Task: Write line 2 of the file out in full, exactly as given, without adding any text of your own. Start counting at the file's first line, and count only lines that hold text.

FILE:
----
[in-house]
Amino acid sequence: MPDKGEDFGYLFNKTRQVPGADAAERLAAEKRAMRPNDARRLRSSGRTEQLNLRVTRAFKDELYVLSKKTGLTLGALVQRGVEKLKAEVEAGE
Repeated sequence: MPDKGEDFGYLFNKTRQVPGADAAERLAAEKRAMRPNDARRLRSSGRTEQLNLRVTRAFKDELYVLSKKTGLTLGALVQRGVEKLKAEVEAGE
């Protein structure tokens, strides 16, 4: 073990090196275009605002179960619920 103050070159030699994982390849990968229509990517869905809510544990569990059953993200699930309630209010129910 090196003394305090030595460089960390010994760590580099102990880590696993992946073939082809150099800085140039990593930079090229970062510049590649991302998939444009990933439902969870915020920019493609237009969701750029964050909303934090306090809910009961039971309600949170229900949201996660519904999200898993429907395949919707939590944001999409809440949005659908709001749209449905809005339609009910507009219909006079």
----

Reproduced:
Amino acid sequence: MPDKGEDFGYLFNKTRQVPGADAAERLAAEKRAMRPNDARRLRSSGRTEQLNLRVTRAFKDELYVLSKKTGLTLGALVQRGVEKLKAEVEAGE